I didn't think to plan. I started driving. There was no definite destination, just any place out of the city. But I didn't take anyone with me, or I didn't think I had at first.
It's very unusual for me to just drive by myself. I even want to go grocery shopping as a family. So to take a road trip alone, even just a simple day trip, was huge.
I don't think I got out of the car, though, so it probably doesn't comply with the standards of adventure. Anyway, it was on the way home to the family, when late afternoon was setting in, that things got interesting.
I woke up. Yes, woke up at the steering wheel knowing I had been driving for a while in my sleep. Thank heaven, the divided highway leading to heaven knows where was absolutely empty of other traffic beside my minivan, but I wondered just how much my vehicle had meandered among the lanes while I was out. There were some buildings up ahead. What I could discern as I squinted through the windshield led me to believe they were ruins of some sort. (Why was I always headed toward ruins?) As I got closer, however, I realized they were modern buildings designed adobe-style to fit in with the desert environs, to blend in with the tans and earthy hues of the landscape. Beyond them a mesa rose high above the desert.
That's when I got pulled over, stopped. I didn't hear any sirens. I didn't feel the tightness in my belly from nerves knowing I was in trouble with the law. I simply remember turning to see a black policeman behind me leaning back against the hood of his patrol car as if he'd been there all day observing me. He wore a puffy blue jacket unlike any I've ever seen another officer wear. It crinkled and crunched as he adjusted his arms across it.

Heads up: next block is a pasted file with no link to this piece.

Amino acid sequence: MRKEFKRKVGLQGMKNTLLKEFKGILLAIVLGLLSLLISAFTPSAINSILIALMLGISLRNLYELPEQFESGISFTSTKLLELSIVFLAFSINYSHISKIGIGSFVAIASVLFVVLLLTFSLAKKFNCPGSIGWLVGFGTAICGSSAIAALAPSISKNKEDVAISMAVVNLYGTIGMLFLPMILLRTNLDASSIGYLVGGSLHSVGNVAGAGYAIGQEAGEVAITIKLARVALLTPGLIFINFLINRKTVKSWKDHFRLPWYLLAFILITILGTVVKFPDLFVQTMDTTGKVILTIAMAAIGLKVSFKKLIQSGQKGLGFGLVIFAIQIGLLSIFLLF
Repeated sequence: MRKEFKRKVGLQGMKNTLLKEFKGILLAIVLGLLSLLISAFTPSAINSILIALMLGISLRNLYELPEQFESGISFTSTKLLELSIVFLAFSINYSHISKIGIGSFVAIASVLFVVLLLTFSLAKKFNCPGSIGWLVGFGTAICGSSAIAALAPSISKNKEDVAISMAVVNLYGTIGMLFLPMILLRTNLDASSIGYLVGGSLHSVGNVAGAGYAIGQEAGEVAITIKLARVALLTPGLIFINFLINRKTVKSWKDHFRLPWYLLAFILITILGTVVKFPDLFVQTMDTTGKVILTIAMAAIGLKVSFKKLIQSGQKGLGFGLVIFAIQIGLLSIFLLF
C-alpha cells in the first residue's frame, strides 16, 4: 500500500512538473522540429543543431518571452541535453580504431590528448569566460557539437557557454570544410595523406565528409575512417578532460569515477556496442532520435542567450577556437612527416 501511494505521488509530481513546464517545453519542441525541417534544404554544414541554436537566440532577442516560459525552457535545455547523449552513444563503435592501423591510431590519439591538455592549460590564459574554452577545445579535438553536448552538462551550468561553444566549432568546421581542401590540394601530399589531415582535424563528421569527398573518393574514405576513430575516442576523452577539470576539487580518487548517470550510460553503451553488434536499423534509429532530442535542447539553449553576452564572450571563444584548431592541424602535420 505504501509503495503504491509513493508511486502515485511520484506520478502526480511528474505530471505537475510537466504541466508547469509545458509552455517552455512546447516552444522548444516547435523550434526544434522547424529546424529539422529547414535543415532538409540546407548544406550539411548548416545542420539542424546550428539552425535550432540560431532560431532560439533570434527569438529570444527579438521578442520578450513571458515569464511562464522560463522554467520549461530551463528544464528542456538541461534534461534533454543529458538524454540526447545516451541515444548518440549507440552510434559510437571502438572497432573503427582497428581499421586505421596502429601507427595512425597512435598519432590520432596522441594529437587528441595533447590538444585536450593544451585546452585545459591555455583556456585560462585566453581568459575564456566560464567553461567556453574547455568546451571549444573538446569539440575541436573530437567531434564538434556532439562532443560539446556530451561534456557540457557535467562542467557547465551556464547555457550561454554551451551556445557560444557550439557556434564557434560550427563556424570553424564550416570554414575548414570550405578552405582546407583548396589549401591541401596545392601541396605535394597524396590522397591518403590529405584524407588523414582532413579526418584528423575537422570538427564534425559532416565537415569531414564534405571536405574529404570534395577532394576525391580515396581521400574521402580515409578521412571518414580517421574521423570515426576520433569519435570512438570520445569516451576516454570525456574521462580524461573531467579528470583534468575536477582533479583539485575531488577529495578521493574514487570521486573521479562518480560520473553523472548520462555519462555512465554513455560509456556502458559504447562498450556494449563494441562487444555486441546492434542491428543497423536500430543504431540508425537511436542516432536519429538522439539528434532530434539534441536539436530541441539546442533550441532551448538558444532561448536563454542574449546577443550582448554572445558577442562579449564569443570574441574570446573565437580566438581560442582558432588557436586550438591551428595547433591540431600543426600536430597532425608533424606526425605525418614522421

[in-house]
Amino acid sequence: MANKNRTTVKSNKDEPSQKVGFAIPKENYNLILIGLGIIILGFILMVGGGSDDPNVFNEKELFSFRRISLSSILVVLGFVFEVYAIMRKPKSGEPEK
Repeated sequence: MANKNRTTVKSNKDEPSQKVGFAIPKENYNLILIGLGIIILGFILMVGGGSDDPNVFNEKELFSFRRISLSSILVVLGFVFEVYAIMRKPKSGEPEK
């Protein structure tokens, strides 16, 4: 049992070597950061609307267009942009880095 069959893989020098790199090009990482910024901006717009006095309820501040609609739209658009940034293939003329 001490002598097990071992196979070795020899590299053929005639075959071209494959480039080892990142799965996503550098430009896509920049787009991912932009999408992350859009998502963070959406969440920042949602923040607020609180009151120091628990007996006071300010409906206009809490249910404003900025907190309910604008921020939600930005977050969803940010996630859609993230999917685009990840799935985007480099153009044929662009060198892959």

He was laughing as he queried amicably, "Where do you think you're going?"
How on earth did he know I was off-track? How long had he followed my van while I slept?
"Back to the city. I don't know where I am," I stated. I didn't say I'd fallen asleep at the wheel for a spell; he knew that, but I wasn't going to admit it voluntarily
Again he laughed. He was so darn likable. He was playing guardian angel.
"You're more than an hour away now," he said. "You can drive on a little ways to Highway 44 (sounded unfamiliar), and take that home. Or you can turn around the way you came and take the turnoff you missed. But, like I said, more than an hour."
That's when I felt the tightness in my belly. More than an hour. Matthew would wonder where I was; the kids would miss me. And this desert was lonely. The buildings looked as if they were about to be swallowed by it, no matter how well they attempted to blend in. I didn't see a single human being among them. And Danny Sammy would be hungry, needing a nurse. Shoot. I couldn't even see the junction with this Highway 44 ahead.
Suddenly I was back inside the van, giving a sippy cup of water to Danny Sam in his carseat. He was, after all, here with me (one of those little adjustments my mind made to decelerate my worry). Should I nurse him? Here, along the edge of the highway at nowhere? I'd rather not. Besides, he wasn't asking for one. If I could just get him home before he got really hungry. I hopped back in the front seat and started to pull away from the gravel back onto the pavement, anxious to be away from this lonely stretch of highway near a modern ghost town.